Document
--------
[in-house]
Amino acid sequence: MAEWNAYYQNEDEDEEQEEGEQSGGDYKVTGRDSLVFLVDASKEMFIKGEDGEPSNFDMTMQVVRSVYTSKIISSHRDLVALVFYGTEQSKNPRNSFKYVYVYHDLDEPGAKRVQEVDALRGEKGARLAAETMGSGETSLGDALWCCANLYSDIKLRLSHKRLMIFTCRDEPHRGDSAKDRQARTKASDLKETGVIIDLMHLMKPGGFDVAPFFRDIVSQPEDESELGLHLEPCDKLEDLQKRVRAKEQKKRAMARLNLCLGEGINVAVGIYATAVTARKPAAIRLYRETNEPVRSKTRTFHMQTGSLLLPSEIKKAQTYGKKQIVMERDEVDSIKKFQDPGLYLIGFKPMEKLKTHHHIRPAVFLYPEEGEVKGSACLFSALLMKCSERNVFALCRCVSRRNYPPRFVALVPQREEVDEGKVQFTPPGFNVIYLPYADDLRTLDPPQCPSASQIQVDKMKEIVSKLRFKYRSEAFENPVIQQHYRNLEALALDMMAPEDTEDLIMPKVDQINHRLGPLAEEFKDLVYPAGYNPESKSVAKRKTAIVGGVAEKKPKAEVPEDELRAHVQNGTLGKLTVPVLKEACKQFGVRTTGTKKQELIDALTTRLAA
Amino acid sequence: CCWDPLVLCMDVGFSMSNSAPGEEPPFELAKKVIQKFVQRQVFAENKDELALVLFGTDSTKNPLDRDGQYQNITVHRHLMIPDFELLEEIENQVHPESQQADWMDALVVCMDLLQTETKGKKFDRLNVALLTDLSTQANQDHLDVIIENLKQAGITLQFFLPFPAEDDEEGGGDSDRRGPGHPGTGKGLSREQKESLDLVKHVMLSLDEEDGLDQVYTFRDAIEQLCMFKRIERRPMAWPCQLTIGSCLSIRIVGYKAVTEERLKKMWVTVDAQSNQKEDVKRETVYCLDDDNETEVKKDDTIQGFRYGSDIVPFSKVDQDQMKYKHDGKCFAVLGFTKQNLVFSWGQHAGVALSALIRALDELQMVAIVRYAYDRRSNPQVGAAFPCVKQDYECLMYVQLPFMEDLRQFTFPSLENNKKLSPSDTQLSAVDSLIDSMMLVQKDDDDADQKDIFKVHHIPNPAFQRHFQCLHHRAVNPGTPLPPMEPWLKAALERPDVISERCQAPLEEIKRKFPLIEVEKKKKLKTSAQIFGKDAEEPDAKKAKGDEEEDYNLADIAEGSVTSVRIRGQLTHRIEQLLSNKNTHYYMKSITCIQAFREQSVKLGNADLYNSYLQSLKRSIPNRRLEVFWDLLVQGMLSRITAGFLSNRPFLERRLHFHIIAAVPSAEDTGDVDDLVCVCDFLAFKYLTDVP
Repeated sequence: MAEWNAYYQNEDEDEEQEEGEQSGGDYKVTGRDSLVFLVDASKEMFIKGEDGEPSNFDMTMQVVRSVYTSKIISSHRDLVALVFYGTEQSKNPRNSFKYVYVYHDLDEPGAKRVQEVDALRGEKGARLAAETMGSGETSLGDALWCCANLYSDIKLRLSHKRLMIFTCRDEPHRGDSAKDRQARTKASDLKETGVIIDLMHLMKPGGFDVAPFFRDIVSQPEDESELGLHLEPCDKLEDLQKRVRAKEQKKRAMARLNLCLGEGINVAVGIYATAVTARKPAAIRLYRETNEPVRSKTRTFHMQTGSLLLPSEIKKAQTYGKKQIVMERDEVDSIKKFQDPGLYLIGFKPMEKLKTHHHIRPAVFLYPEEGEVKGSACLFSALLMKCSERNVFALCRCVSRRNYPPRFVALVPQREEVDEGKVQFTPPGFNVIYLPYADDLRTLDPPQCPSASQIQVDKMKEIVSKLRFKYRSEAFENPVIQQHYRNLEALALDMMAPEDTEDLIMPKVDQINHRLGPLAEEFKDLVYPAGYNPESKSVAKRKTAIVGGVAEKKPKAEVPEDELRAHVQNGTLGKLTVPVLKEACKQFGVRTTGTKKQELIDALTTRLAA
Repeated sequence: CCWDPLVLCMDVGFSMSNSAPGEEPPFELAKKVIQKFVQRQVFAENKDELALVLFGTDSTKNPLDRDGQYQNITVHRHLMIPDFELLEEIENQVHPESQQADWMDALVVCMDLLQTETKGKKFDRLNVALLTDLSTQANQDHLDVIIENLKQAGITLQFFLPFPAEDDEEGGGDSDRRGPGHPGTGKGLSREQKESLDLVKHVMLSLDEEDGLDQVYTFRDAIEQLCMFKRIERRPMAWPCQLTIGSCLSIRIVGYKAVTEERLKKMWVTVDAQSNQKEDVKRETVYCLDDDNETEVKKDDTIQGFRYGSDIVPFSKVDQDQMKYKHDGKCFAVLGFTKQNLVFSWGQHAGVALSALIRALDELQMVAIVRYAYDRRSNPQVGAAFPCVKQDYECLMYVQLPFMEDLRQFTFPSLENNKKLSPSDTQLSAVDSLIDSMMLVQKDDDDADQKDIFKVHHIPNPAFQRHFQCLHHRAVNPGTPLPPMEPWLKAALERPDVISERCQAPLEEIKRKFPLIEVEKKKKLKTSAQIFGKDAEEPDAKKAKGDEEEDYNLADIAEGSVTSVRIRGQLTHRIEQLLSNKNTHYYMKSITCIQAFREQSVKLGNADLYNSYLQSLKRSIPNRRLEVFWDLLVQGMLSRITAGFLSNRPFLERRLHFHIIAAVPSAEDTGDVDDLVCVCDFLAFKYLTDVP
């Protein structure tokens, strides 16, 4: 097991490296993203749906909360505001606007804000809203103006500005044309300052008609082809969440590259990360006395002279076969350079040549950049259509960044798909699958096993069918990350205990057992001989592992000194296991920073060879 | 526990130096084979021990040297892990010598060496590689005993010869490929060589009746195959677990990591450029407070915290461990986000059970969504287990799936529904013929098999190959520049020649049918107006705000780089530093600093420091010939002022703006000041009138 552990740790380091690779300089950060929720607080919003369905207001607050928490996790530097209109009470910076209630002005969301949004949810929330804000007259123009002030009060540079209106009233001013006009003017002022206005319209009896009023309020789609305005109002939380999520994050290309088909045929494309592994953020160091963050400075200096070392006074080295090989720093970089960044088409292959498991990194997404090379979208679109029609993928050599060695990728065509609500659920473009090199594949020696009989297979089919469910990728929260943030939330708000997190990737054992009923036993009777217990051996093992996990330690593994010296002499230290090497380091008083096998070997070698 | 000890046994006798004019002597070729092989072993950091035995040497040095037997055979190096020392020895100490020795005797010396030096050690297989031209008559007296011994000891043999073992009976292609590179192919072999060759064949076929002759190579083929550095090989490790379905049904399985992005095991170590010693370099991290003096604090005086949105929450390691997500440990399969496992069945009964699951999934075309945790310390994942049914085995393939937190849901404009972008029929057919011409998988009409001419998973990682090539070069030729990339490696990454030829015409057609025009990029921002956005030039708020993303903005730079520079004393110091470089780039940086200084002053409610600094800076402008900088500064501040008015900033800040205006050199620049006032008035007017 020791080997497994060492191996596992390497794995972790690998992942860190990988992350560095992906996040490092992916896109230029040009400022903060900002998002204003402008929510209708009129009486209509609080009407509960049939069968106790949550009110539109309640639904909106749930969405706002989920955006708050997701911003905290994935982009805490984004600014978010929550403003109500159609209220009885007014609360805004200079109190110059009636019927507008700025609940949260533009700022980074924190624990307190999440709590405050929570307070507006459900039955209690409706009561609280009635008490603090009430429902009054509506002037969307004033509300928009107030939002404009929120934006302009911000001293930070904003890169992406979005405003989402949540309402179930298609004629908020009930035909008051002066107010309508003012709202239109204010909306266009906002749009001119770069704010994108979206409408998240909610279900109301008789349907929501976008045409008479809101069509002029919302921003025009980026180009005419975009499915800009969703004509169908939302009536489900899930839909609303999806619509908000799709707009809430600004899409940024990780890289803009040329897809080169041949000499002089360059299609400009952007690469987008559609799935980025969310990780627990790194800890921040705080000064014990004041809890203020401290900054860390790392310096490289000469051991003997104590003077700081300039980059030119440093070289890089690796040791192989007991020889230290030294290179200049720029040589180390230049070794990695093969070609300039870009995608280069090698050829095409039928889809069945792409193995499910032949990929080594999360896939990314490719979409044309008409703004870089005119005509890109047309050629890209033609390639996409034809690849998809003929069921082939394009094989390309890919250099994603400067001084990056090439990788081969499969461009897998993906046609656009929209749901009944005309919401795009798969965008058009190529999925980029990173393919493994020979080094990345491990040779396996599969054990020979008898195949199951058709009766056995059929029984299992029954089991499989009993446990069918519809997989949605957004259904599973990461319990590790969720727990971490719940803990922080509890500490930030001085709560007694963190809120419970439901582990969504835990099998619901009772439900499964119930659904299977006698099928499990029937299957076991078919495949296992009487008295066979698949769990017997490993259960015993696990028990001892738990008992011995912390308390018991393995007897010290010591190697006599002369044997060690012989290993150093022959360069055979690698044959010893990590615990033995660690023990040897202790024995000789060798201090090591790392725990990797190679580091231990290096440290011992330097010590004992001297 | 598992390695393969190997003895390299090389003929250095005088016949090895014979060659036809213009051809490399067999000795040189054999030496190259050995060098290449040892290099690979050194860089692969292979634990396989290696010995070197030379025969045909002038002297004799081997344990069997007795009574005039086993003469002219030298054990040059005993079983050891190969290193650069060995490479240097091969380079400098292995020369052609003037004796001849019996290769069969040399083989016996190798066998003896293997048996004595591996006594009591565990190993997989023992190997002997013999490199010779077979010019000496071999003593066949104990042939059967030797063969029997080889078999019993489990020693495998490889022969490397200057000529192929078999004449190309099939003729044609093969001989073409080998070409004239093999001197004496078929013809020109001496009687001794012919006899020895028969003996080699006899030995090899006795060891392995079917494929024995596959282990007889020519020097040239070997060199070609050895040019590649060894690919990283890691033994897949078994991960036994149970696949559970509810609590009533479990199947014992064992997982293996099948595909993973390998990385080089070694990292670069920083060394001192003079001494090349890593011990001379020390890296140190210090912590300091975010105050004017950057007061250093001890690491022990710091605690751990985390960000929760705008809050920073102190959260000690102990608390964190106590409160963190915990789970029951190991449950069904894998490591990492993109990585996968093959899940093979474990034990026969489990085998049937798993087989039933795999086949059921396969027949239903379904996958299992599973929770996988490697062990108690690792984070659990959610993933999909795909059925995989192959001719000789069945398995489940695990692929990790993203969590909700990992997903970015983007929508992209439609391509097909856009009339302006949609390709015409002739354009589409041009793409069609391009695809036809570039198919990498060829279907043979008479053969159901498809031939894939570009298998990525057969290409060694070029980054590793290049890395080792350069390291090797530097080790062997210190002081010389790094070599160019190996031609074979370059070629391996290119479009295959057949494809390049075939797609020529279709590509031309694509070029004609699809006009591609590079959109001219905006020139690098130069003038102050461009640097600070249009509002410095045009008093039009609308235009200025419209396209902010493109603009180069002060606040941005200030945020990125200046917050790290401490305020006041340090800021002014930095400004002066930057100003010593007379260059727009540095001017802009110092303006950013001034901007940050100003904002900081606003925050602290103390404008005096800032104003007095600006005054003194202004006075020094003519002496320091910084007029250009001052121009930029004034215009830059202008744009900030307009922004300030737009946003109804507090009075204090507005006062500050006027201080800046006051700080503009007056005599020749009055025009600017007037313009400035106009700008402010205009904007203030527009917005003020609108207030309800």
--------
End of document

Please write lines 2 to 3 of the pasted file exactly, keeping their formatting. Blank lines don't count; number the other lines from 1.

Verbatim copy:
Amino acid sequence: MAEWNAYYQNEDEDEEQEEGEQSGGDYKVTGRDSLVFLVDASKEMFIKGEDGEPSNFDMTMQVVRSVYTSKIISSHRDLVALVFYGTEQSKNPRNSFKYVYVYHDLDEPGAKRVQEVDALRGEKGARLAAETMGSGETSLGDALWCCANLYSDIKLRLSHKRLMIFTCRDEPHRGDSAKDRQARTKASDLKETGVIIDLMHLMKPGGFDVAPFFRDIVSQPEDESELGLHLEPCDKLEDLQKRVRAKEQKKRAMARLNLCLGEGINVAVGIYATAVTARKPAAIRLYRETNEPVRSKTRTFHMQTGSLLLPSEIKKAQTYGKKQIVMERDEVDSIKKFQDPGLYLIGFKPMEKLKTHHHIRPAVFLYPEEGEVKGSACLFSALLMKCSERNVFALCRCVSRRNYPPRFVALVPQREEVDEGKVQFTPPGFNVIYLPYADDLRTLDPPQCPSASQIQVDKMKEIVSKLRFKYRSEAFENPVIQQHYRNLEALALDMMAPEDTEDLIMPKVDQINHRLGPLAEEFKDLVYPAGYNPESKSVAKRKTAIVGGVAEKKPKAEVPEDELRAHVQNGTLGKLTVPVLKEACKQFGVRTTGTKKQELIDALTTRLAA
Amino acid sequence: CCWDPLVLCMDVGFSMSNSAPGEEPPFELAKKVIQKFVQRQVFAENKDELALVLFGTDSTKNPLDRDGQYQNITVHRHLMIPDFELLEEIENQVHPESQQADWMDALVVCMDLLQTETKGKKFDRLNVALLTDLSTQANQDHLDVIIENLKQAGITLQFFLPFPAEDDEEGGGDSDRRGPGHPGTGKGLSREQKESLDLVKHVMLSLDEEDGLDQVYTFRDAIEQLCMFKRIERRPMAWPCQLTIGSCLSIRIVGYKAVTEERLKKMWVTVDAQSNQKEDVKRETVYCLDDDNETEVKKDDTIQGFRYGSDIVPFSKVDQDQMKYKHDGKCFAVLGFTKQNLVFSWGQHAGVALSALIRALDELQMVAIVRYAYDRRSNPQVGAAFPCVKQDYECLMYVQLPFMEDLRQFTFPSLENNKKLSPSDTQLSAVDSLIDSMMLVQKDDDDADQKDIFKVHHIPNPAFQRHFQCLHHRAVNPGTPLPPMEPWLKAALERPDVISERCQAPLEEIKRKFPLIEVEKKKKLKTSAQIFGKDAEEPDAKKAKGDEEEDYNLADIAEGSVTSVRIRGQLTHRIEQLLSNKNTHYYMKSITCIQAFREQSVKLGNADLYNSYLQSLKRSIPNRRLEVFWDLLVQGMLSRITAGFLSNRPFLERRLHFHIIAAVPSAEDTGDVDDLVCVCDFLAFKYLTDVP